Ethnicity and Class in Ethiopia

Length: 4 Pages 1094 Words

Ethiopia Class and Ethnicity Cultural and ethnic diversity is extremely rich throughout all of Africa, The African continent is comprised of thousands of ethnic groups, class structures, and more than seventy mother spoken languages. The class concept is defined as a group of individuals who share a common status in society based on cultural, political, or economic position in the productive process of society (Schrader 147). Several of the ethnic groups are broken down into sub-group identities and loyalties based on kinship or age-set. Ethnicity, which is a sense of collective identity by which people perceive themselves as sharing a common historical past and a variety of social norms and customs, played a major role in the development of Ethiopia (Schrader 147). Class and Ethnicity, among a host of other elements such as education, played a major role in the impact of the relationships between males and females, the roles of elders and other age groups, as well as legitimate forms of governance and the proper means of resolving conflict. Class and ethnicity emerged as the most important factors in the social and political dynamics of the Ethiopian Revolution. A unique feature of Ethiopian society was the e Continue...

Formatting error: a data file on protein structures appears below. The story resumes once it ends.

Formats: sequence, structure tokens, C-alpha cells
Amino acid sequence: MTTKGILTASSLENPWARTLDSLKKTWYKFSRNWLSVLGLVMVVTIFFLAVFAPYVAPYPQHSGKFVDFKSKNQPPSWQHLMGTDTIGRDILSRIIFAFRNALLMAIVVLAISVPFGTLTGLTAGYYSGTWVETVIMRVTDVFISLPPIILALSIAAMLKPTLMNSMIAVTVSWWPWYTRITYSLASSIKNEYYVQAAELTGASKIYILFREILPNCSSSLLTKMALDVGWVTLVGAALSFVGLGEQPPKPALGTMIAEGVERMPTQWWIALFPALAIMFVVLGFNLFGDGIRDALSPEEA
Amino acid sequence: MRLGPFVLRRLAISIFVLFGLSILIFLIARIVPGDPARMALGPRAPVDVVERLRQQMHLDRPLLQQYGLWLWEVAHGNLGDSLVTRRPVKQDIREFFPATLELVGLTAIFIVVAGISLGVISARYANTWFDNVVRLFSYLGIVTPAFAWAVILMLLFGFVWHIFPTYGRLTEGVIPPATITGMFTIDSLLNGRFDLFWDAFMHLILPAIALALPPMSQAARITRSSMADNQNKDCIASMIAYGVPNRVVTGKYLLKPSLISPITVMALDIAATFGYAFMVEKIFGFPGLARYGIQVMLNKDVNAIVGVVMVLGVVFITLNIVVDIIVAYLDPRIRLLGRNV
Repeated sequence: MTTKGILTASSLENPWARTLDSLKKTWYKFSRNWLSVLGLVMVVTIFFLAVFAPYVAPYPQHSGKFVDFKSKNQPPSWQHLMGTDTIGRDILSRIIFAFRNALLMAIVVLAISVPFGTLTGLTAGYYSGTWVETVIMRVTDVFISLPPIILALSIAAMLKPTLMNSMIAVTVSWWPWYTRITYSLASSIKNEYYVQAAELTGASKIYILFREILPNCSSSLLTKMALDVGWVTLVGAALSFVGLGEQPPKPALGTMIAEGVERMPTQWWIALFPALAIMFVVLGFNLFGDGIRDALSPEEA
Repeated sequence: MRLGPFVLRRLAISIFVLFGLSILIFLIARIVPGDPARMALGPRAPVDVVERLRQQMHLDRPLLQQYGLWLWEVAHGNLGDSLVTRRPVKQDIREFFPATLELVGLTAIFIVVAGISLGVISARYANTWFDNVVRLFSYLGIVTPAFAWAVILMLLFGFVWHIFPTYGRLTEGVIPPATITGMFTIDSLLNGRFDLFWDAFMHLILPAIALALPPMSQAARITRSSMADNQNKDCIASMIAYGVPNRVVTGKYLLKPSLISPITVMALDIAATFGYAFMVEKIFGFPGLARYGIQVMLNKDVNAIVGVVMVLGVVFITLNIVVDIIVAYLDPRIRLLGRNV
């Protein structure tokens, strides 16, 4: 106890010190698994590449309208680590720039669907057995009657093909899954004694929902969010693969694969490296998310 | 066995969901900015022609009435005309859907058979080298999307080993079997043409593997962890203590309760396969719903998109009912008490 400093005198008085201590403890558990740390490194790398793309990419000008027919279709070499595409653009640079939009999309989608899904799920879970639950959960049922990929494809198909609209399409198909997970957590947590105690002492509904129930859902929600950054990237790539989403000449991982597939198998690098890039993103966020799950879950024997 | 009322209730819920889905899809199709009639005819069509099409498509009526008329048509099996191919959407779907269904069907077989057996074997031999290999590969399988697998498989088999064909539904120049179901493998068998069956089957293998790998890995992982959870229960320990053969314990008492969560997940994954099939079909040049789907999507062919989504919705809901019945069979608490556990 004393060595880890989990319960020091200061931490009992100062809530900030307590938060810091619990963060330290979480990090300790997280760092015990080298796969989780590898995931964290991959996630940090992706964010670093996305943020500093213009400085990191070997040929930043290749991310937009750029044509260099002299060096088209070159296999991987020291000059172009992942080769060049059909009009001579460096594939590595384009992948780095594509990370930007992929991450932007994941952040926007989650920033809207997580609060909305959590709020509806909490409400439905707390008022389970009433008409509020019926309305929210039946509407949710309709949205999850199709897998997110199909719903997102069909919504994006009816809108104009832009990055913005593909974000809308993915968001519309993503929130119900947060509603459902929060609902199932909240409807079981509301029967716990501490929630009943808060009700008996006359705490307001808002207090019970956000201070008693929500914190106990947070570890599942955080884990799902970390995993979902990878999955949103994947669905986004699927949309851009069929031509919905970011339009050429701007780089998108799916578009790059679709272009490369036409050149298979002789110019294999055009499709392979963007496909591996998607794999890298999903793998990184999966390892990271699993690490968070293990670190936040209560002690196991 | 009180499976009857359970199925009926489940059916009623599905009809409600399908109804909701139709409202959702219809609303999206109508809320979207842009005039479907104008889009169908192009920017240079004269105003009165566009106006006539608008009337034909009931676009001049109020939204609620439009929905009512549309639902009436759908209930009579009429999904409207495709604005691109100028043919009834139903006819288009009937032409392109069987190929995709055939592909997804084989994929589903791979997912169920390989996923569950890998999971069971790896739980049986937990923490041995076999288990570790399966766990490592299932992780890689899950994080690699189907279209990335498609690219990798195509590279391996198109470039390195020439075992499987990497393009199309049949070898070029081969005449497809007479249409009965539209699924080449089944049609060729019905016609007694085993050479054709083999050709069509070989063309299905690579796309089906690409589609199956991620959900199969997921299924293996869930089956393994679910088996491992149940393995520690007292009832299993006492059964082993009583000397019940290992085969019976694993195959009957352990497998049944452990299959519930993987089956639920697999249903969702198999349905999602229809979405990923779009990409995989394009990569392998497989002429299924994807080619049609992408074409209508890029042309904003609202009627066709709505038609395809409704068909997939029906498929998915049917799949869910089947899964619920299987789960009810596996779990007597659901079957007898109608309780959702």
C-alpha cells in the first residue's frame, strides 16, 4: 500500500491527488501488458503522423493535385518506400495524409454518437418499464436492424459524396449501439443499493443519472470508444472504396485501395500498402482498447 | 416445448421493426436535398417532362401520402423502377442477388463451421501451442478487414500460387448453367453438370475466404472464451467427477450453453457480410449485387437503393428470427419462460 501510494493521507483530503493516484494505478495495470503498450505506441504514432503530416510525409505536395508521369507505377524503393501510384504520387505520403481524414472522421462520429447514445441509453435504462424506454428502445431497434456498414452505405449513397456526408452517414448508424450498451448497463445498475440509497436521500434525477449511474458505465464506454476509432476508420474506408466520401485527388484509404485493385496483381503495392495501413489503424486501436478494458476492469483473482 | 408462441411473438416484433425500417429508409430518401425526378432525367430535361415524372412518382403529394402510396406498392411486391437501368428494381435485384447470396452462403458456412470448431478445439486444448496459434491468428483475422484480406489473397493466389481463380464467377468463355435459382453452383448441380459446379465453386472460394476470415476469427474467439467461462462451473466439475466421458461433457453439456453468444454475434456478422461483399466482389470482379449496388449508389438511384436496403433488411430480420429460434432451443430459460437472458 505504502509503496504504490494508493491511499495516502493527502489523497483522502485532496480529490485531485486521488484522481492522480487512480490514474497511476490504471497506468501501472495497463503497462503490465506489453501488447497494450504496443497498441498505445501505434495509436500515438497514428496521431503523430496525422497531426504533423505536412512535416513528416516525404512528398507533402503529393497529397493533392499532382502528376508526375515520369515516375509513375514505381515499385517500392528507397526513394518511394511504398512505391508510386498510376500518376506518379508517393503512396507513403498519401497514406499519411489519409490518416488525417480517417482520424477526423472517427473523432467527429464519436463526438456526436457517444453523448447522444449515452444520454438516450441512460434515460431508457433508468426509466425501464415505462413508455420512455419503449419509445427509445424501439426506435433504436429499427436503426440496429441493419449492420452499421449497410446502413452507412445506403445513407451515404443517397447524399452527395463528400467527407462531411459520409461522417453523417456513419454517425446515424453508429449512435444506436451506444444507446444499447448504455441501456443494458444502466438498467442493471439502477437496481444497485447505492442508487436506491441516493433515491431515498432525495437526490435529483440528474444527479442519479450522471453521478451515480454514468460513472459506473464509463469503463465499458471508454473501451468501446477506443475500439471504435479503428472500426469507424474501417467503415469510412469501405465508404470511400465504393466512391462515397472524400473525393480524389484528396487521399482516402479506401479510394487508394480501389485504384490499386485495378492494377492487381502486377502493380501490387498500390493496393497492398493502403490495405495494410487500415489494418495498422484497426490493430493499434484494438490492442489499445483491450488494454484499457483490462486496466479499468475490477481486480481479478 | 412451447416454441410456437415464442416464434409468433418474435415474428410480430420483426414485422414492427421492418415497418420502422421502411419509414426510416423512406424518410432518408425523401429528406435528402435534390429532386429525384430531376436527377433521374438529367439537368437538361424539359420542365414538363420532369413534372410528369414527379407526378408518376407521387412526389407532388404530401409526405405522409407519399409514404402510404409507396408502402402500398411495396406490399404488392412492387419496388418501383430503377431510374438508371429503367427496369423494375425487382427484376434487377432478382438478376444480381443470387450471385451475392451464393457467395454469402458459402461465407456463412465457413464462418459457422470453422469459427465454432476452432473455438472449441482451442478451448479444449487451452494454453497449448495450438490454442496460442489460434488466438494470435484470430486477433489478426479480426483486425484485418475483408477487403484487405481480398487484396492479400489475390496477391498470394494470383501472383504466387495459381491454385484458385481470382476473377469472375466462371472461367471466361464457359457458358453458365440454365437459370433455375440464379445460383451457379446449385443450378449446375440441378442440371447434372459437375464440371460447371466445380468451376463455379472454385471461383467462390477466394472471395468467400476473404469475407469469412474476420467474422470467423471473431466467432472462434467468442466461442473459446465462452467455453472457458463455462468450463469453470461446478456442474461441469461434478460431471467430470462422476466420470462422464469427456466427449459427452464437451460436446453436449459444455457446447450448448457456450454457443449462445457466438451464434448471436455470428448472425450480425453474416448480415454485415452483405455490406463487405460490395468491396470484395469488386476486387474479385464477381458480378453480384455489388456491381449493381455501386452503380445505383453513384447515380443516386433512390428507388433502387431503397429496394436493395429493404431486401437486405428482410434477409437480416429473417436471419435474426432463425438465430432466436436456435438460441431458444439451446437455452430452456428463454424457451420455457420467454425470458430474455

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Also took part in the social struggles. Education is the next leading factor in class structure and ethnicity. Over half the people of Ethiopia belonged to the Christian State Church, Ethiopian Orthodox Church, whiled many others followed the Islamic faith. The traditional role of Ethiopian women was to take care of the children and keep up with the maintenance of the home. Men generally dominated the political system as well. By the time the revolution got under way many of the old and new social classes coexisted and there were more emerging conflicts due to diverging economic and political interest. In the beginning foreign observers ignored the concept of ethnicity for two key reasons. Social classes and ethnic groups were beginning to emerge with the impact of the economic changes under way and with the creation of small modern agricultural sectors and even smaller industrial sectors. The Tigreans of Tigre and Eritrea, father to the north and the Gallas, were spread throughout the central, southern, and western regions. Ethnic tensions increased a great deal as the revolution progressed and introduced a challenge amongst the established social hierarchy. Political change did not keep pace with social and economic changes. None of these groups were large, but they grew as the modern sector slowly expanded. The struggle for political and economic domination changed and liberation became an issue of concern for ethnic communities. Regional wars have been fought over land, religion, and the desire to acquire or maintain political power (Ethiopia a Country Study 42).

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